If you have buff spells (those that can be used once per day) or conjure spells (those that create equipment) active and your mp goes below zero, these spells will now be cancelled. So this is a bit more flexible version of the system I originally had in place, and hopefully also less annoying.


  1. “anyone died to flaming bats this way?”
    Glad you’ve been using the hiatus to work on your jokes.

    Good to hear from you BtS πŸ™‚

  2. Wow, spell resistance is a huge change, not a slight one! New version will be really different. Dunno, shouldn’t these big changes get a milestone somehow in the version numbers? To make it possible later to try significantly changed older versions? No idea how πŸ™‚

    I have a small feeling that this game isn’t developing in a sense but changing or evolving. So the game versions are not better and better ones, but like different worlds, like different perspectives of something.

    1. The game still feels and plays very similarly despite the magic change and to me it feels quite natural, but yeah, probably you are right that there’s more than a “slight” change πŸ™‚

      > I have a small feeling that this game isn’t developing in a sense but changing or evolving

      Yes exactly! That’s how I started to think about it from when I called it v2. The v2-versions are more of evolving more experimentally. Some of the other changes will be even less slight…

  3. Usually I’m all for having the same rules for both player and monster, and actually it’s because of monster MP that got me to really think about it. In many games monsters would be able to cast spells in an unlimited fashion while the player was of course limited by his max MP. This I started giving my enemies max MP so they couldn’t just cast spells all day as it’d be unfair to the player.

    But as you noted, a monster’s lifespan is a hell of a lot shorter than your average player, and when they waste their spells they are practically sitting ducks. Regenerating MP is a good solution.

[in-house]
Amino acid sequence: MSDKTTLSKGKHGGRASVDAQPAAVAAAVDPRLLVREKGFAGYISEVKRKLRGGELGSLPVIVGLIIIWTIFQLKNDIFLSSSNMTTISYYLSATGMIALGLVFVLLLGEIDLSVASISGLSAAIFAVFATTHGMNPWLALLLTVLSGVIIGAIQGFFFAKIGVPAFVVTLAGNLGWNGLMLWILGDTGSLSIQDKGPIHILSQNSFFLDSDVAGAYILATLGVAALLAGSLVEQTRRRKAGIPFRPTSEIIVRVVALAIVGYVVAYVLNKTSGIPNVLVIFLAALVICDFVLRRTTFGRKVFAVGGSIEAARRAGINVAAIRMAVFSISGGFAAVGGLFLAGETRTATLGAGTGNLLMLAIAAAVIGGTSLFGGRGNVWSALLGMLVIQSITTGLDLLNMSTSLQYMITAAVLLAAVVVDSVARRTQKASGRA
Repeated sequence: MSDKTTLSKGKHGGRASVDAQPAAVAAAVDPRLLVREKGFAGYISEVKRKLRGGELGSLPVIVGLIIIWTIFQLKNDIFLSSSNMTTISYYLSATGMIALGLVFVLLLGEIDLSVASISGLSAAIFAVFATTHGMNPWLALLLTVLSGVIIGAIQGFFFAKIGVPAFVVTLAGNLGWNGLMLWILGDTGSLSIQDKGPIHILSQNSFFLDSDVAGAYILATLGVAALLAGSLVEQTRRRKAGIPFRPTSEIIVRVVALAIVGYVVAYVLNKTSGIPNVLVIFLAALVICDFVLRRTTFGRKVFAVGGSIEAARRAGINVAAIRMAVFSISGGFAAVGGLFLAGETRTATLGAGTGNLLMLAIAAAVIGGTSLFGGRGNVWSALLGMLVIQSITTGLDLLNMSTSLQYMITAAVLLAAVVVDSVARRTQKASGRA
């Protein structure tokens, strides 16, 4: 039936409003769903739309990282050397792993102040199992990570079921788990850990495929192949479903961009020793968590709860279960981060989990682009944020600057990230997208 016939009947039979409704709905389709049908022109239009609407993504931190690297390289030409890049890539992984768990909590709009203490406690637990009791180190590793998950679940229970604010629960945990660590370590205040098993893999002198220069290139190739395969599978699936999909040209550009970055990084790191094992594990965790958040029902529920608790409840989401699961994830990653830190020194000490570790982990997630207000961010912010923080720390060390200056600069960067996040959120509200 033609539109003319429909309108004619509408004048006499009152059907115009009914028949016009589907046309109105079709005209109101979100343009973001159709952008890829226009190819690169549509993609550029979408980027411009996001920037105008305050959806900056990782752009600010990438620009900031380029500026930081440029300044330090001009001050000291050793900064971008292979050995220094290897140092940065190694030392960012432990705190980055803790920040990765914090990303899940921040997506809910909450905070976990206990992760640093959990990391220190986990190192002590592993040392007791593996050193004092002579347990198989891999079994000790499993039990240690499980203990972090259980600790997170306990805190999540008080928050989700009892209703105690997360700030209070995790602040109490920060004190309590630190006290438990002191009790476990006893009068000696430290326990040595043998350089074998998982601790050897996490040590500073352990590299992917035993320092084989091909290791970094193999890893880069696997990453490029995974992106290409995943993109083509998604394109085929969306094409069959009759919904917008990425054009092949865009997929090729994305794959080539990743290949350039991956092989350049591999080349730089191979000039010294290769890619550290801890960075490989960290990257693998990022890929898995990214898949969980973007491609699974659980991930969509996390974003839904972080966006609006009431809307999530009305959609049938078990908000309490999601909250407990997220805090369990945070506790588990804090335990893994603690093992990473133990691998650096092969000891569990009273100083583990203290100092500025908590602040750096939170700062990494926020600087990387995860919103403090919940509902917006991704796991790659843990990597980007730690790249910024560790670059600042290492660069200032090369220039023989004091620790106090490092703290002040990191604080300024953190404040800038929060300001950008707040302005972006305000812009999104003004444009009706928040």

As for Magic resistance, how much influence did your max MP have on it? Was it 10% per point or less? If you made it something pretty small like 5% per point then you’d need a whopping 20 to gain spell immunity, and I’ve never gotten anywhere close to that much in all my runs.

    I look forward to whatever you do regardless!

    1. Thank you for your input! Glad you agree!

      Max mp used to account for 5% resistance per max mp, so yes, you needed 20 to be immune, but it is not impossible to achieve. The main problem was actually monsters with high max mp. And in any case, I wanted to reduce magic resistance all over, because it was a bit too strong/annoying mechanic overall.

      1. You could put a cap on it, like how they do with Diablo 2’s crushing blow mod (I want to say it’s capped at 50%, I could be off). This way the target will always take at least some damage and not drag a particular fight on forever.

        1. Sure, but it is still annoying even at low % since it is just a chance to completely avoid the attack. So a monster having just 30% spell resistance will ignore your attacks almost a third of the time, which means you will waste your precious mp on them. I think it is better if magic resistance is a very rare thing over all.